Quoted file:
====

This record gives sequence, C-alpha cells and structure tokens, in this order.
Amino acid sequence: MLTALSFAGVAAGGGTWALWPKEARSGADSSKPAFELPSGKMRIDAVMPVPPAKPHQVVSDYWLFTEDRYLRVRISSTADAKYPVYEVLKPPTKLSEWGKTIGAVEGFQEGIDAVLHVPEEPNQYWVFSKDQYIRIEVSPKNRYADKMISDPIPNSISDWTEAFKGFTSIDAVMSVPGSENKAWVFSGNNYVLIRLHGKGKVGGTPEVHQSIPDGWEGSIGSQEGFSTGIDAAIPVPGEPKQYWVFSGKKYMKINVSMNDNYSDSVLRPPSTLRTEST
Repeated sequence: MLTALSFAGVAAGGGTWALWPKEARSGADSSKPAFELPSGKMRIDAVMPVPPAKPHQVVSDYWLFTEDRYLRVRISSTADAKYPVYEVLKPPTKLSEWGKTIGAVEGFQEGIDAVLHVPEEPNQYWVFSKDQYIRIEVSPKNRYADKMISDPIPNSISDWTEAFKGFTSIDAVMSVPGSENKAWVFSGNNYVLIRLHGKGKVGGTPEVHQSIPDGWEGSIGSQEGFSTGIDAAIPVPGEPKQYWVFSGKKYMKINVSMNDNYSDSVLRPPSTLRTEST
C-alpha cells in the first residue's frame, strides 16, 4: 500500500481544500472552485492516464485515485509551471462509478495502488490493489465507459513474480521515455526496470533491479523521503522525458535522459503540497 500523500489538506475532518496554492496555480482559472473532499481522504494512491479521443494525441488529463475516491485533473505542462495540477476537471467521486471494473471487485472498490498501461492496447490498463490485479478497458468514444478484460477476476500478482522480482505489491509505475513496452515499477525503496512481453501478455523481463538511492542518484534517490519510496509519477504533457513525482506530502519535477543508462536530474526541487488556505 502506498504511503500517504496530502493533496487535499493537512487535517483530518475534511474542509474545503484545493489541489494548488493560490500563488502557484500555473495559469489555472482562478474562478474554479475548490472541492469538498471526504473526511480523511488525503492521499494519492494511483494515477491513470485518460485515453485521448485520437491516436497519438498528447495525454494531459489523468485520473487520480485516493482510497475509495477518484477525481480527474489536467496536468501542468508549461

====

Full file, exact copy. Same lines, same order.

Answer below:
This record gives sequence, C-alpha cells and structure tokens, in this order.
Amino acid sequence: MLTALSFAGVAAGGGTWALWPKEARSGADSSKPAFELPSGKMRIDAVMPVPPAKPHQVVSDYWLFTEDRYLRVRISSTADAKYPVYEVLKPPTKLSEWGKTIGAVEGFQEGIDAVLHVPEEPNQYWVFSKDQYIRIEVSPKNRYADKMISDPIPNSISDWTEAFKGFTSIDAVMSVPGSENKAWVFSGNNYVLIRLHGKGKVGGTPEVHQSIPDGWEGSIGSQEGFSTGIDAAIPVPGEPKQYWVFSGKKYMKINVSMNDNYSDSVLRPPSTLRTEST
Repeated sequence: MLTALSFAGVAAGGGTWALWPKEARSGADSSKPAFELPSGKMRIDAVMPVPPAKPHQVVSDYWLFTEDRYLRVRISSTADAKYPVYEVLKPPTKLSEWGKTIGAVEGFQEGIDAVLHVPEEPNQYWVFSKDQYIRIEVSPKNRYADKMISDPIPNSISDWTEAFKGFTSIDAVMSVPGSENKAWVFSGNNYVLIRLHGKGKVGGTPEVHQSIPDGWEGSIGSQEGFSTGIDAAIPVPGEPKQYWVFSGKKYMKINVSMNDNYSDSVLRPPSTLRTEST
C-alpha cells in the first residue's frame, strides 16, 4: 500500500481544500472552485492516464485515485509551471462509478495502488490493489465507459513474480521515455526496470533491479523521503522525458535522459503540497 500523500489538506475532518496554492496555480482559472473532499481522504494512491479521443494525441488529463475516491485533473505542462495540477476537471467521486471494473471487485472498490498501461492496447490498463490485479478497458468514444478484460477476476500478482522480482505489491509505475513496452515499477525503496512481453501478455523481463538511492542518484534517490519510496509519477504533457513525482506530502519535477543508462536530474526541487488556505 502506498504511503500517504496530502493533496487535499493537512487535517483530518475534511474542509474545503484545493489541489494548488493560490500563488502557484500555473495559469489555472482562478474562478474554479475548490472541492469538498471526504473526511480523511488525503492521499494519492494511483494515477491513470485518460485515453485521448485520437491516436497519438498528447495525454494531459489523468485520473487520480485516493482510497475509495477518484477525481480527474489536467496536468501542468508549461